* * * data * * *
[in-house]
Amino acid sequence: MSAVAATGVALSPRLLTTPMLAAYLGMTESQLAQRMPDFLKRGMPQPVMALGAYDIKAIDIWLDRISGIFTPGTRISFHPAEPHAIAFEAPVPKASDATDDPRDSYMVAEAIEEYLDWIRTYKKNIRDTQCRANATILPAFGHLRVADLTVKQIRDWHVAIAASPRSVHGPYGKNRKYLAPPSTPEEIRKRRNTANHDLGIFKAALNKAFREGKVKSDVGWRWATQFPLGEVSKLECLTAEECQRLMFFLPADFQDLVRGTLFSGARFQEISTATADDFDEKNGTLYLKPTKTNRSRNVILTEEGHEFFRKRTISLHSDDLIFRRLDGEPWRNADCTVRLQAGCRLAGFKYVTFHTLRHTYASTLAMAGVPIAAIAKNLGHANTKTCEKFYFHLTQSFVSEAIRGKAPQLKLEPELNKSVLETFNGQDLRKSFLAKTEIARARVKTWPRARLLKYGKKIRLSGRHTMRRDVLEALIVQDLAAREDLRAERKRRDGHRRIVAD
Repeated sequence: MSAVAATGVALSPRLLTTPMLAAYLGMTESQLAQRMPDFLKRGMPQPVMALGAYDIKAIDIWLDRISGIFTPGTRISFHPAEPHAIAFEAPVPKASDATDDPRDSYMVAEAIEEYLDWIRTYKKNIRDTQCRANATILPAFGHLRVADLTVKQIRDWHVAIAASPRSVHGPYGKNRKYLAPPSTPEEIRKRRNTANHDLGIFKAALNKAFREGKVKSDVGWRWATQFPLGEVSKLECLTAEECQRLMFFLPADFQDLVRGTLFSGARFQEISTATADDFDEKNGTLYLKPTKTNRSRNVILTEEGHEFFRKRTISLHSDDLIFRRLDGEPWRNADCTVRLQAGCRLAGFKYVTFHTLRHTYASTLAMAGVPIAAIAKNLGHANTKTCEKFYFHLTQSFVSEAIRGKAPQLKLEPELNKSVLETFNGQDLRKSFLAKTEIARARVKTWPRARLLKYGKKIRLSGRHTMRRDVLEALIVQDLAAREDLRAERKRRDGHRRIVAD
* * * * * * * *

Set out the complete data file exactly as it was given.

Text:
[in-house]
Amino acid sequence: MSAVAATGVALSPRLLTTPMLAAYLGMTESQLAQRMPDFLKRGMPQPVMALGAYDIKAIDIWLDRISGIFTPGTRISFHPAEPHAIAFEAPVPKASDATDDPRDSYMVAEAIEEYLDWIRTYKKNIRDTQCRANATILPAFGHLRVADLTVKQIRDWHVAIAASPRSVHGPYGKNRKYLAPPSTPEEIRKRRNTANHDLGIFKAALNKAFREGKVKSDVGWRWATQFPLGEVSKLECLTAEECQRLMFFLPADFQDLVRGTLFSGARFQEISTATADDFDEKNGTLYLKPTKTNRSRNVILTEEGHEFFRKRTISLHSDDLIFRRLDGEPWRNADCTVRLQAGCRLAGFKYVTFHTLRHTYASTLAMAGVPIAAIAKNLGHANTKTCEKFYFHLTQSFVSEAIRGKAPQLKLEPELNKSVLETFNGQDLRKSFLAKTEIARARVKTWPRARLLKYGKKIRLSGRHTMRRDVLEALIVQDLAAREDLRAERKRRDGHRRIVAD
Repeated sequence: MSAVAATGVALSPRLLTTPMLAAYLGMTESQLAQRMPDFLKRGMPQPVMALGAYDIKAIDIWLDRISGIFTPGTRISFHPAEPHAIAFEAPVPKASDATDDPRDSYMVAEAIEEYLDWIRTYKKNIRDTQCRANATILPAFGHLRVADLTVKQIRDWHVAIAASPRSVHGPYGKNRKYLAPPSTPEEIRKRRNTANHDLGIFKAALNKAFREGKVKSDVGWRWATQFPLGEVSKLECLTAEECQRLMFFLPADFQDLVRGTLFSGARFQEISTATADDFDEKNGTLYLKPTKTNRSRNVILTEEGHEFFRKRTISLHSDDLIFRRLDGEPWRNADCTVRLQAGCRLAGFKYVTFHTLRHTYASTLAMAGVPIAAIAKNLGHANTKTCEKFYFHLTQSFVSEAIRGKAPQLKLEPELNKSVLETFNGQDLRKSFLAKTEIARARVKTWPRARLLKYGKKIRLSGRHTMRRDVLEALIVQDLAAREDLRAERKRRDGHRRIVAD